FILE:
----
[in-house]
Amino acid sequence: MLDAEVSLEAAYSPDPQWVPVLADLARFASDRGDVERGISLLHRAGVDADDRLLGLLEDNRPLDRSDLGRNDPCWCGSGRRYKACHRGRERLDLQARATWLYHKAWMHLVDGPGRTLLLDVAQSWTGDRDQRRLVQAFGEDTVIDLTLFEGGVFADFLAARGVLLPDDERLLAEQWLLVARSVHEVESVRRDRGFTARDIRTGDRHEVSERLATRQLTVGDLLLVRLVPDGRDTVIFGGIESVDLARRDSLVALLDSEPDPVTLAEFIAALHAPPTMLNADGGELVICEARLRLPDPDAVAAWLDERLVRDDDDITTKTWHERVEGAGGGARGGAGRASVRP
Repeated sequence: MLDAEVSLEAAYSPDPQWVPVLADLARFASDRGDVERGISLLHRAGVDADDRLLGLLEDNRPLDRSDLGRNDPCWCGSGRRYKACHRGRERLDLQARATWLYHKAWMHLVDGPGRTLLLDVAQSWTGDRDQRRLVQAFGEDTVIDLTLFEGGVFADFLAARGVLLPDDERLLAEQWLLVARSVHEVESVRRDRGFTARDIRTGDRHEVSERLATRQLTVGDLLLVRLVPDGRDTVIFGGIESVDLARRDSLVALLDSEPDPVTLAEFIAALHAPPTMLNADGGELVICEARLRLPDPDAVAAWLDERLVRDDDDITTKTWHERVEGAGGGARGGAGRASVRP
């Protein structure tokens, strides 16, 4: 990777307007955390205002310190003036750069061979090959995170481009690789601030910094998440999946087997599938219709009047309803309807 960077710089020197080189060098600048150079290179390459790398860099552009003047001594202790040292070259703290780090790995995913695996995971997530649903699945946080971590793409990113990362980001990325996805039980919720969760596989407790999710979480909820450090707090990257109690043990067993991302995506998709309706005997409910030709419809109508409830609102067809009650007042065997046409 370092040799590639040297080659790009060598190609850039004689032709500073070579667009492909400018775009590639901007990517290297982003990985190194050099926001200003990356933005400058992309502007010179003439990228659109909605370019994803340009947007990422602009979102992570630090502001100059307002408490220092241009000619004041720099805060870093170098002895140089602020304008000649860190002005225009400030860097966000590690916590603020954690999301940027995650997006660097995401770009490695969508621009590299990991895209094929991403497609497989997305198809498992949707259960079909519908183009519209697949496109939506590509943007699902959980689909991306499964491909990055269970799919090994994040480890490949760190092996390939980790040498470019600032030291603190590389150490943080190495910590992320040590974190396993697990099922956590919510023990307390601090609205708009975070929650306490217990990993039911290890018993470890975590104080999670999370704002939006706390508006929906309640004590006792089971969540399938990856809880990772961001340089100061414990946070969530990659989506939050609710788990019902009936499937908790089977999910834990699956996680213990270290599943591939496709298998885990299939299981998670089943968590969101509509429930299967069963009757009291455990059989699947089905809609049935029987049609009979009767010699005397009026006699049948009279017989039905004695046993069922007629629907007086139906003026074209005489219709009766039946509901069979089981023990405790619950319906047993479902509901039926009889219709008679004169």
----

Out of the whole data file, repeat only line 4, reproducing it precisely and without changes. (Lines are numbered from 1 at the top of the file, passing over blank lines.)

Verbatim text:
């Protein structure tokens, strides 16, 4: 990777307007955390205002310190003036750069061979090959995170481009690789601030910094998440999946087997599938219709009047309803309807 960077710089020197080189060098600048150079290179390459790398860099552009003047001594202790040292070259703290780090790995995913695996995971997530649903699945946080971590793409990113990362980001990325996805039980919720969760596989407790999710979480909820450090707090990257109690043990067993991302995506998709309706005997409910030709419809109508409830609102067809009650007042065997046409 370092040799590639040297080659790009060598190609850039004689032709500073070579667009492909400018775009590639901007990517290297982003990985190194050099926001200003990356933005400058992309502007010179003439990228659109909605370019994803340009947007990422602009979102992570630090502001100059307002408490220092241009000619004041720099805060870093170098002895140089602020304008000649860190002005225009400030860097966000590690916590603020954690999301940027995650997006660097995401770009490695969508621009590299990991895209094929991403497609497989997305198809498992949707259960079909519908183009519209697949496109939506590509943007699902959980689909991306499964491909990055269970799919090994994040480890490949760190092996390939980790040498470019600032030291603190590389150490943080190495910590992320040590974190396993697990099922956590919510023990307390601090609205708009975070929650306490217990990993039911290890018993470890975590104080999670999370704002939006706390508006929906309640004590006792089971969540399938990856809880990772961001340089100061414990946070969530990659989506939050609710788990019902009936499937908790089977999910834990699956996680213990270290599943591939496709298998885990299939299981998670089943968590969101509509429930299967069963009757009291455990059989699947089905809609049935029987049609009979009767010699005397009026006699049948009279017989039905004695046993069922007629629907007086139906003026074209005489219709009766039946509901069979089981023990405790619950319906047993479902509901039926009889219709008679004169």